Latest US GDP figures show a growth rate of 3.5 percent for the third quarter, a figure that is likely to translate into the creation of more jobs and ultimately improved consumer confidence.
The year 2009 has been make or break for many players in the industry, spelling the end of the road in the US for players such as Crabtree & Evelyn and brands such as Max Factor and Prescriptives.
However, Kline & Company industry analyst Carrie Mellage, believes that the worst could now be over for the personal care industry and that looking ahead some of the key growth areas for potential are about to get even more interesting.
Natural products growth
One area in particular is natural products. Kline says that in 2009 growth in this category fell from 15.3 percent in 2008 to around 8 percent in 2009 – growth that is likely to rebound when and if the economy picks up again next year.
Despite the economic uncertainty, Mellage points out that the consumer’s love affair with environmentally responsible products, combining natural ingredients and eco-friendly packaging, has continued to flourish.
But whereas the growth for the naturals category has been robust worldwide, for the BRIC markets (Brazil, Russia, India and China) the growth is described as ‘spectacular’, reflecting both differing economic climates and developing consumer attitudes.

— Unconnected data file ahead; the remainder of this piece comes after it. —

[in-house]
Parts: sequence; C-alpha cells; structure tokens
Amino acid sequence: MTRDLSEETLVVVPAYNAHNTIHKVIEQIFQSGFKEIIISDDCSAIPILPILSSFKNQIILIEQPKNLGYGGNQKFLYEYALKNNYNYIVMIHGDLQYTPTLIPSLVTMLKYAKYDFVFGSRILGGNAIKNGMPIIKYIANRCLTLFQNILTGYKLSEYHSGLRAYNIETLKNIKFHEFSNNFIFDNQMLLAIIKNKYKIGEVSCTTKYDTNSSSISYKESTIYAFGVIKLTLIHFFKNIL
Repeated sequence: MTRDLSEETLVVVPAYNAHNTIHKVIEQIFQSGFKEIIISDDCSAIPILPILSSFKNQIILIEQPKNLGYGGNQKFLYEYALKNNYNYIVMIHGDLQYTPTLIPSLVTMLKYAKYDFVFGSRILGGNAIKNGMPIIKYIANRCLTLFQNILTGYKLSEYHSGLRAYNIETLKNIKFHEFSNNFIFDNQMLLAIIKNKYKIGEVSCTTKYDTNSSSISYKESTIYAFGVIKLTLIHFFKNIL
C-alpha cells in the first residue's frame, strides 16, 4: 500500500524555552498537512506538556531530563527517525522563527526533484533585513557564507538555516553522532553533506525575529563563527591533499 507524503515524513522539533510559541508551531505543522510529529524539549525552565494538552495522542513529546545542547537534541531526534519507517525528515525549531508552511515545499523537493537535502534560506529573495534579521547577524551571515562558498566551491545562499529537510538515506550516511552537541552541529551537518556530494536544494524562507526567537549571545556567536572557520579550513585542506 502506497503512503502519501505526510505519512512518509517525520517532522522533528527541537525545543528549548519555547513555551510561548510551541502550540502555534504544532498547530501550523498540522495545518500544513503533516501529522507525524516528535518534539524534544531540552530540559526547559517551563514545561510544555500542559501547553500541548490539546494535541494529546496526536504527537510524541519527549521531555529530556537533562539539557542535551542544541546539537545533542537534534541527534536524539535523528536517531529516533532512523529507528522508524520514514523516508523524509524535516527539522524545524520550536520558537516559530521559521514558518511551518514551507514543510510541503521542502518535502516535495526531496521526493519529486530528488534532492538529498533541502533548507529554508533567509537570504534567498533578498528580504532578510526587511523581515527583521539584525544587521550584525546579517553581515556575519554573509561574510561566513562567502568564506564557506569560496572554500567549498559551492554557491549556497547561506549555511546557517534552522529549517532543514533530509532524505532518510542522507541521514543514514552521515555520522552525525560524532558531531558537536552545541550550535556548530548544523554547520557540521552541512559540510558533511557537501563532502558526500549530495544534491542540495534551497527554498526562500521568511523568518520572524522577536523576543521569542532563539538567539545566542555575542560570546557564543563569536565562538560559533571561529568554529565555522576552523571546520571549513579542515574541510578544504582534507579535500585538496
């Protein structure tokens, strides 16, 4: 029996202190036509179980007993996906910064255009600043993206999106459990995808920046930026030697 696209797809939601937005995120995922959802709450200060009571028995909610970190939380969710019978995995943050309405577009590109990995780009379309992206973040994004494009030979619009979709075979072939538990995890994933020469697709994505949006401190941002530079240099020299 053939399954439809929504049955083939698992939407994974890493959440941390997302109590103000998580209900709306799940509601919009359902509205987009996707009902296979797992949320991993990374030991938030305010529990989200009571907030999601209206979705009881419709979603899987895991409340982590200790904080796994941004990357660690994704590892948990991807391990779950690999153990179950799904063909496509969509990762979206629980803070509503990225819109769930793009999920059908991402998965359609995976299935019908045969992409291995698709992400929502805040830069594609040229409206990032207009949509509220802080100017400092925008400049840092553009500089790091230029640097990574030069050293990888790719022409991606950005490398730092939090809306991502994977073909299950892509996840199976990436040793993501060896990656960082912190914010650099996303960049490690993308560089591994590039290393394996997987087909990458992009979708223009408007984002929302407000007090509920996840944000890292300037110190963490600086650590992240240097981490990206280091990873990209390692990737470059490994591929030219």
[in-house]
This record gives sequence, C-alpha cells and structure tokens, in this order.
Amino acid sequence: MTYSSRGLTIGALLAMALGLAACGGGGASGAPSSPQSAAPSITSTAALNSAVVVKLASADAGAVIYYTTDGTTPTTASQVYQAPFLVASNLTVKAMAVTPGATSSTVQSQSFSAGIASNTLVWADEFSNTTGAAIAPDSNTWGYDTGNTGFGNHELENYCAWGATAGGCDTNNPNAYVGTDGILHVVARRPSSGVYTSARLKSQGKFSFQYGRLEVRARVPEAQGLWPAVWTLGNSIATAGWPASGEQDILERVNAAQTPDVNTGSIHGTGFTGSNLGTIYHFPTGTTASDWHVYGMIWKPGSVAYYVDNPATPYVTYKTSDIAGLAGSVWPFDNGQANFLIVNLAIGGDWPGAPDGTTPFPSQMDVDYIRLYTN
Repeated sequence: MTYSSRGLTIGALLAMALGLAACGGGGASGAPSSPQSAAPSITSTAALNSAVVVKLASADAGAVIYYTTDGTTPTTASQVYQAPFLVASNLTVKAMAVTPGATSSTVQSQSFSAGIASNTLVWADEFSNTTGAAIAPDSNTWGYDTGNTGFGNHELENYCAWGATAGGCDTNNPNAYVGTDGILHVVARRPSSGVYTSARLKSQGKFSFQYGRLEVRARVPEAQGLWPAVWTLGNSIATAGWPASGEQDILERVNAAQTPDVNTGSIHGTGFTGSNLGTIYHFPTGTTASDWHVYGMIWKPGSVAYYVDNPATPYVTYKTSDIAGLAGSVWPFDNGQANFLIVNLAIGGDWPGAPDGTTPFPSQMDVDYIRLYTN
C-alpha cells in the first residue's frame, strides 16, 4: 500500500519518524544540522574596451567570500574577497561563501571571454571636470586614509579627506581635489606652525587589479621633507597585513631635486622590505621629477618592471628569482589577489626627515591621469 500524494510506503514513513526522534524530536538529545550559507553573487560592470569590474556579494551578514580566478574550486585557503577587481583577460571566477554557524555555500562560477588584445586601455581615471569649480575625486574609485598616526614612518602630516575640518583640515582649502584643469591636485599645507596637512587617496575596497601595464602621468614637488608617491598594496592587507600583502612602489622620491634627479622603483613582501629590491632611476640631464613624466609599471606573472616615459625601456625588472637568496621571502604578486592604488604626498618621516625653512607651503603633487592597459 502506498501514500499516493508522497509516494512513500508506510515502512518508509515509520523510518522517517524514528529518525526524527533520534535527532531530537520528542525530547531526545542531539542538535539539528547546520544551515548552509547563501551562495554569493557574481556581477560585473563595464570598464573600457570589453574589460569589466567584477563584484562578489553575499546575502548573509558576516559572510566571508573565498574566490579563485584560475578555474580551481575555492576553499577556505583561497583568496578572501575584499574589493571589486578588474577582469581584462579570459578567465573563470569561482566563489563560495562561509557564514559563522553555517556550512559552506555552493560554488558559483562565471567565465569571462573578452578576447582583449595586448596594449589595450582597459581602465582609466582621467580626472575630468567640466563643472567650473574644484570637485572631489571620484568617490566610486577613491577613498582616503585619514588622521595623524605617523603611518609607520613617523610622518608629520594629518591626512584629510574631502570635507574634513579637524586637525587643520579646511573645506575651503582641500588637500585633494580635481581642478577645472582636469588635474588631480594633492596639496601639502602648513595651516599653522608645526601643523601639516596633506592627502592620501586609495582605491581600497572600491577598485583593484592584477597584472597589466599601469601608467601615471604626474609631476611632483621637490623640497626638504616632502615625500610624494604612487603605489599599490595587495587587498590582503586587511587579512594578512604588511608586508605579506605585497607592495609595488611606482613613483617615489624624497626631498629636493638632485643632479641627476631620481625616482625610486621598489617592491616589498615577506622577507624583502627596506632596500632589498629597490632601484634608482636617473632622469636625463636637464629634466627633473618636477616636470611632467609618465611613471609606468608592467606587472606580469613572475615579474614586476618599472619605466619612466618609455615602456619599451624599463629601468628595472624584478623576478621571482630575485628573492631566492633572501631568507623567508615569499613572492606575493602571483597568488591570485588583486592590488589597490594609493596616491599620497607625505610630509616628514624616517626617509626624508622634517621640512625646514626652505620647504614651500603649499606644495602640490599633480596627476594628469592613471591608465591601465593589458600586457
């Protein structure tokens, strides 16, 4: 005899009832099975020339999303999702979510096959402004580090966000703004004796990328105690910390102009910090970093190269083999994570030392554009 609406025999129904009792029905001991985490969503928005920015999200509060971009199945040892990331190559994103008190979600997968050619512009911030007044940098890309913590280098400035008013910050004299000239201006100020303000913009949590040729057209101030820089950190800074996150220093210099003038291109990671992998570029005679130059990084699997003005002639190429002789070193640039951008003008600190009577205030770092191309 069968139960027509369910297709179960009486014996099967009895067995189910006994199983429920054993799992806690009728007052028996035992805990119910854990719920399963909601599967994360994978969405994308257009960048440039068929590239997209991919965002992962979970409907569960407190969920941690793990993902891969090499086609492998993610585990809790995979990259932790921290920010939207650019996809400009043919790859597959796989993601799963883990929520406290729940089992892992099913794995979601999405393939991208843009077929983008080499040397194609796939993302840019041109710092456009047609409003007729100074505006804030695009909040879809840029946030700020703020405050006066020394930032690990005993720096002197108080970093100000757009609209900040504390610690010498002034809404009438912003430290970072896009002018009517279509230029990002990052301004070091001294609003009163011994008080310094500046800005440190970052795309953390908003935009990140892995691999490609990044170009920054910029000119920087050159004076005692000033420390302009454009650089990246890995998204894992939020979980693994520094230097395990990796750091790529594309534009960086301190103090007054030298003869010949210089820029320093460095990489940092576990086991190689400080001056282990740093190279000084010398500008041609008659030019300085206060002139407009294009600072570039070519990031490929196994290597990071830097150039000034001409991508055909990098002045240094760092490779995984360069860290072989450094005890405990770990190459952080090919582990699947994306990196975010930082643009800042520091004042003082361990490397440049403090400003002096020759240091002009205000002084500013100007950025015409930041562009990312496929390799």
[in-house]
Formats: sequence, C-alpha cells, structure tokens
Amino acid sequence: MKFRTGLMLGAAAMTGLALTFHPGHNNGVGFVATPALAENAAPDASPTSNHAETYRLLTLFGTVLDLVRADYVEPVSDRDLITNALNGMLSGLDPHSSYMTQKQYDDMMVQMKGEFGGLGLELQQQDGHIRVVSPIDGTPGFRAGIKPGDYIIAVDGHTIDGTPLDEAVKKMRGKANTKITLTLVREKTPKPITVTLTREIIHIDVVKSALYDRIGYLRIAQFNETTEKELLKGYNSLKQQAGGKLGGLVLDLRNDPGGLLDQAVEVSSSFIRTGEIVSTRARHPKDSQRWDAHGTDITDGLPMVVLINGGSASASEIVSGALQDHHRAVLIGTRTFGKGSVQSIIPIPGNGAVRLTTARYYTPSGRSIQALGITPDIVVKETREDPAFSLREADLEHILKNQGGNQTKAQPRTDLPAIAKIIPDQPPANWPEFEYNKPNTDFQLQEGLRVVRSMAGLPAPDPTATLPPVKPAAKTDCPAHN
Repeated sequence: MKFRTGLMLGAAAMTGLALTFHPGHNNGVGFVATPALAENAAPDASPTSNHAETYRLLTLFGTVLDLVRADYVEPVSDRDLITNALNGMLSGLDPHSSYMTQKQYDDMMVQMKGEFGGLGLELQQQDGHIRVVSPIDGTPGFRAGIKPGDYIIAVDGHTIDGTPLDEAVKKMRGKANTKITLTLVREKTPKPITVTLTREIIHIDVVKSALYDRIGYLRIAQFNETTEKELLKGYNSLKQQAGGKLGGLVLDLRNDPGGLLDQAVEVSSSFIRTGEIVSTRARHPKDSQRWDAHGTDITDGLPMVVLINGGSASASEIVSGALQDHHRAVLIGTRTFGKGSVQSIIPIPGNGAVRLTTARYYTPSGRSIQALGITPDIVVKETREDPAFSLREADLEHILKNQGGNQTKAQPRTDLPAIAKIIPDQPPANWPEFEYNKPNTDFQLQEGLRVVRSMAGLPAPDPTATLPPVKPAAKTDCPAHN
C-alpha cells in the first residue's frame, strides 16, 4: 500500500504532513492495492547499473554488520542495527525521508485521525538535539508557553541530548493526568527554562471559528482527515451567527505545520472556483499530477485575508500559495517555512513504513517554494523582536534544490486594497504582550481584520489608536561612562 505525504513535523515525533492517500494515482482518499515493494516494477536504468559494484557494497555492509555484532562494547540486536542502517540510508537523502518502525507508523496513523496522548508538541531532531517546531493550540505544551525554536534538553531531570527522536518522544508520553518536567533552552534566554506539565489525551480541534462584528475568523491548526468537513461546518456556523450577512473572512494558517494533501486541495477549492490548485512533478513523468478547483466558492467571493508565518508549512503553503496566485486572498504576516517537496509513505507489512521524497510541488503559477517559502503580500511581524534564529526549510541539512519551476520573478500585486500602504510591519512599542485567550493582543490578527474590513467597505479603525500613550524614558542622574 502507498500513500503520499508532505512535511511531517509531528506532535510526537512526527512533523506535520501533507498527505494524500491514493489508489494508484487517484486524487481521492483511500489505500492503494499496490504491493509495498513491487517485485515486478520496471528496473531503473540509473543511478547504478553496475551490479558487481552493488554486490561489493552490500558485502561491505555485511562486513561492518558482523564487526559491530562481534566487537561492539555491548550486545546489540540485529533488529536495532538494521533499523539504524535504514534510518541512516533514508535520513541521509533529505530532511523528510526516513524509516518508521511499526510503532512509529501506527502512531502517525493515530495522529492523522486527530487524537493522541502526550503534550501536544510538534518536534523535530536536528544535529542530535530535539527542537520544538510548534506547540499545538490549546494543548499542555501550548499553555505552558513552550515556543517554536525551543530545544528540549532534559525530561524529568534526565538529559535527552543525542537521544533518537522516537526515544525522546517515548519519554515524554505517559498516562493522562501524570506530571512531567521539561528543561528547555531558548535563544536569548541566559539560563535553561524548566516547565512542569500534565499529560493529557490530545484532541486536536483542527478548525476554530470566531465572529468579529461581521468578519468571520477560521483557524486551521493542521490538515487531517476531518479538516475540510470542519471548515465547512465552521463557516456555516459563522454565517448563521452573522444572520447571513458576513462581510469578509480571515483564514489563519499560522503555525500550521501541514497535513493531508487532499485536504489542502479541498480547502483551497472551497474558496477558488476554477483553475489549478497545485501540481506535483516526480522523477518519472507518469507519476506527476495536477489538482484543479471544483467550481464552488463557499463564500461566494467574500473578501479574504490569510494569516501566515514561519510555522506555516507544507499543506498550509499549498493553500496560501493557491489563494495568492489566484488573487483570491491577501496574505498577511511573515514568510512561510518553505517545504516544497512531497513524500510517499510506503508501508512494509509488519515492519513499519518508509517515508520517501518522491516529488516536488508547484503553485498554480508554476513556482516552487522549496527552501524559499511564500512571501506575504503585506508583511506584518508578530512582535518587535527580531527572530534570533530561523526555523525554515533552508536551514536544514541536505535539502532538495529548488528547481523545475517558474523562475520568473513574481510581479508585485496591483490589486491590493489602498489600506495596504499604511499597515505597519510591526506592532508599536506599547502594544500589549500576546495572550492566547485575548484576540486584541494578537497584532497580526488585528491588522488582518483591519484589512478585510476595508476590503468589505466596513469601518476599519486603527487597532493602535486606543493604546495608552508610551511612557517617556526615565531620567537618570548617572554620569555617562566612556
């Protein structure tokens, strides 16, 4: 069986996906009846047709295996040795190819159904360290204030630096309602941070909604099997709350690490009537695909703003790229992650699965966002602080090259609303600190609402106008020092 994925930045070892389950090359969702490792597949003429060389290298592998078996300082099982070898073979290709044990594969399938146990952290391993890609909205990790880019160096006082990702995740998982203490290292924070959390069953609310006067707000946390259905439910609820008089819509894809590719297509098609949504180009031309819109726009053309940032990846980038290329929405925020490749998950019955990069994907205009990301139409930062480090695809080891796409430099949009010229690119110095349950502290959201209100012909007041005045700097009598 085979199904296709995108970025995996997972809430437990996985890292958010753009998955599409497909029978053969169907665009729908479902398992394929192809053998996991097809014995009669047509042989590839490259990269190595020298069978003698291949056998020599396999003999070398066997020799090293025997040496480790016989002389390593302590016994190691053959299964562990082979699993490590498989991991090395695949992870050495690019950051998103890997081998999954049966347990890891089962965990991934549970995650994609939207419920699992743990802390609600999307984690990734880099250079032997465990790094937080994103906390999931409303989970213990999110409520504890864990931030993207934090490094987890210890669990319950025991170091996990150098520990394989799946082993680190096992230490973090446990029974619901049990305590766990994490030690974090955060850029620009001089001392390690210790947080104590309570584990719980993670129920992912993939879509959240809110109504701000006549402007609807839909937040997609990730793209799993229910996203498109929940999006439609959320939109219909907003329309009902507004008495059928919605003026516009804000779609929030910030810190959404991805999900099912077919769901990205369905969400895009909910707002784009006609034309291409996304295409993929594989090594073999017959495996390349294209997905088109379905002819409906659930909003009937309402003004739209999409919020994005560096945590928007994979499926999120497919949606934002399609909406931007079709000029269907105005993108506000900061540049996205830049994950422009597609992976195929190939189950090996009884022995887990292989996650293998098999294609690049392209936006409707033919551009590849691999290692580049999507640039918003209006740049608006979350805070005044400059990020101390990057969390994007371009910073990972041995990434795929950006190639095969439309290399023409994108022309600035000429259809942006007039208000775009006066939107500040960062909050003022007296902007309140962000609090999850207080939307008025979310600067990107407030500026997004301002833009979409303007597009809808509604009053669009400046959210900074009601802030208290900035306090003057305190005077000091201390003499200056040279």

Value and private label brands
Another key area for growth has been the development of value brands, a trend that has been underlined by the explosion of private label brands in mass market retail outlets throughout the US.
Indeed, Kline estimates that most private label categories have grown in excess of double digit figures during 2009, with the market for liquid soaps estimated to have grown by as much as 30 percent.
The growth of private labels comes in stark contrast to that for other leading brands within the sector, which were reported to have ‘barely treaded water or even lost steam’.
A leaner and more efficient industry
What is emerging from 2009 is an industry that is leaner and probably more efficient, a factor that should give way to the implementation of further innovation in 2010.
Mellage notes that after the last big recession in 1990 – 91, it took about five years for industries to recover and with the personal care category it was product innovation that helped get things back on track.
History is likely to repeat itself in the coming years, but Mellage points out that for many companies that have cut back on expenditure on research and development during the last year, this decision may come back to haunt them.
Tapping into social media
On top of driving innovation, another key area is likely to be tapping into the growing power of social media as a means of marketing products.
Indeed Mellage describes any company entering 2010 without a social media strategy in place as being ‘akin to entering a dark cave without a candle’.
In 2009 many of the key players and brands, including Estee Lauder, L’Oreal and Nivea, all entered this arena, developing key marketing strategies that have centered on websites such as Facebook and Twitter.
Likewise You Tube has also proved the perfect site to launch short promotional videos highlighting brands such as Gillette, Lancome and Maybelline.
Mellage also tips the development of global marketing strategies that focus on developing markets as another means to tapping into the better prospects that lie ahead for 2010.